One day you’re a kid living and dying with every one of Luis Tiant’s 163 head snaps, glove gyrations, soft serves, and mustachioed missiles in Game Four on The River as he willed the Red Sox back into the ’75 World Series against the big, bad Red Machine.
Then the next thing you know, your kid is pulling a triple double.
A 10-hour drive to watch the Buckeyes on Saturday in Columbus. Then a 1 p.m. Sunday kickoff to grind through the latest Bengals soap opera. A 5 p.m. stopover amid the red-and-orange sherbet swirl of Fountain Square to eat chili with his sister and take it all in before the speed walk to fantasyland and Great American Ball Park’s first playoff game.
The kid who once looked like Don Zimmer as a baby when he wore a tiny Red Sox hat now has his first job in the city were Zimmer fled the Bostonians who called him “gerbil.” And as you drive him to the airport in the pitch black of an October morning so he can get back to The Apple in time for work, it finally hits you after 20 years.
You may be from New England, but your kids are Cincinnati. And that means Three-Ways and crackers stream through their veins and a box of Chad Ochocincos is on top of her refrigerator in her college apartment and even the non-sports kid looks up from her theater notes to study Joey Votto’s MVP stage presence in the box.
And the kid who once looked like Don Zimmer but now worships at the altar of Mike Zimmer folds the front page of The Cincinnati Enquirer and sticks it in his bag.
“Got to hang it on the wall,” he says.
One day you’ve got posters of Yaz and Havlicek, and Orr on your wall and the next day you walk into a room hanging with Jeff Blake, Barry Larkin, Deion Sanders. This is a kid who played games of 1994 Ken Griffey Jr. Baseball before every college exam.
This is the kid you took to a Larkin autograph signing around that MVP 30-30 season. After a half-hour wait the kid and the dad were up front and Larkin and the dad started to talk since he was only a few years removed from covering the Reds.
“You should have just come up sooner. You didn’t have to wait,” he said.
“If I waited for Yaz for an hour after ‘67,” you said, “he can wait for you.”
“Old school,” the kid always says now. “1995. I love the old AFC Central with the Oilers and Jacksonville. Now that was a division.”
He gets home at 12:30 a.m. the voice ripped raw by the arms of Bucs quarterback Josh Freeman and Phillies left-hander Cole Hamels. The plane is in five hours but sleep is as elusive as Mike Williams. He pulls out a box of Sizzling Wok from the fridge, attacks it with a fork, and still can’t get a handle on the day. He is wearing a Mr. Reds T-shirt after changing from his Bengals ’08 training camp “Play Fast” T-shirt.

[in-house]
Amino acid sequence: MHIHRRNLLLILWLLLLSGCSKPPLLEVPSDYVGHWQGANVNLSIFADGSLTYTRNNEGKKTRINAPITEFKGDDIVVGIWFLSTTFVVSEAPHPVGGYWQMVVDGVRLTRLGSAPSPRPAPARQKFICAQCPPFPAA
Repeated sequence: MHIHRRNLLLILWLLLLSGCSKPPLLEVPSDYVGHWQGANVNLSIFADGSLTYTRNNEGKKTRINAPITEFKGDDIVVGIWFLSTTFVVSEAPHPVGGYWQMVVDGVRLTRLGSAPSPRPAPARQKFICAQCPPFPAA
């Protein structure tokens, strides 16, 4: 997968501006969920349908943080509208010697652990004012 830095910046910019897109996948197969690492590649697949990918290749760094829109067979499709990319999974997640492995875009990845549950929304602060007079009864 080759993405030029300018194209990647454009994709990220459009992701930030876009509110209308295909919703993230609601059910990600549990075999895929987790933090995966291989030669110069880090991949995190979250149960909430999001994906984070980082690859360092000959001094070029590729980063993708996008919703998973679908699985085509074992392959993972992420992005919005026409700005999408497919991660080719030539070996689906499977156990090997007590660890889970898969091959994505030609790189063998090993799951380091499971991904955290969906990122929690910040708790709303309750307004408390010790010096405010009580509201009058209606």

“I yelled on every third down on defense and every 0-2 count,” he says. “The only time I yelled when we had the ball was when Carson had us at the 1 going in. Nobody cared then. We were all standing.”
He shakes his head. The boos Palmer got when he hit his 20,000th career passing yard. This is where you know he grew up in Cincinnati. Polite. Mannerly. In Boston, he would have joined in proudly, like the guy sitting behind me 40 years ago at Fenway who yelled sing-song, “Hey Yaz, your pants are dirty,” after he slid into third.
“How can they boo him?” he asks. “Don’t they realize what he’s meant to this franchise? Don’t they remember Klingler? I mean, I know he hasn’t played great this year, but look at the drops. Look at the pressure. I hope it wasn’t a majority. I mean, I clapped. There were a lot of people clapping.”
His only team that won were the beloved Bucks in one of those nolo contenderes.
“I love college football,” he says. “It’s still so unfair. It’s nice to go to a game and know your team is going to win. You just don’t know by how much.”
But there was that 21-14 lead gone in a blink and the mounting frustration of two-out base runners.
“And we didn’t run Ced,” he says.
Fountain Square, he says, was unbelievable.
“Reds fans, Bengals fans. Everybody in orange and red,” he says. “We had some chili and they had the Dallas game up on the screen. Awesome.”
He is smiling, thinking about Benson nearly walking in for the two-point conversion that gave the Bengals the 21-14 lead with 12:12 until the Reds game.
“You know what I was thinking?” he asks. “I’m thinking, ‘This must be what it is like for Steelers fans every week. We’re just going to run the clock out. It’s fun not having to be desperately throwing down the field to tie it or win it.’ I was actually thinking that. We can just run it out.”
The Steelers are always a looming presence for him. When he went to his first game as a little man back in the days this was Pittsburgh’s ninth home game, he was dressed head to toe Bengals on a cold day. Right down to his gloves. An adult, yes, a grown man, you are told, a Steelers fan, mocked him throughout the first half until he went to the Pro Shop at halftime, came back with Bengals gloves, and set a match to them while the kid watched.
“I love the way Ced runs,” he says, staring into the Sizzling Wok carton.
The plane is getting close. Great day. Tough day. Save the ticket stubs and the paper. Take a bye and hope someone can beat the Phils. Make plans to watch the Falcons game at the bar in The Apple where the Bengals are on every screen and Cincinnati chili is on the menu.
“I still think,” he says, “we can go 5-1 in the division. And get a couple of more somewhere.”
Then you are alone, driving through the pitch blackness of an October morning on The River, much like the one El Tiante tamed the Reds with his soul as much as his stuff.
You wonder where all the time went.
And you hope you don’t end up with a grandkid that looks like Don Zimmer but wears Yankees and Jets hats.
You are where you grew up.
Tags: Tough day for Cincy kids
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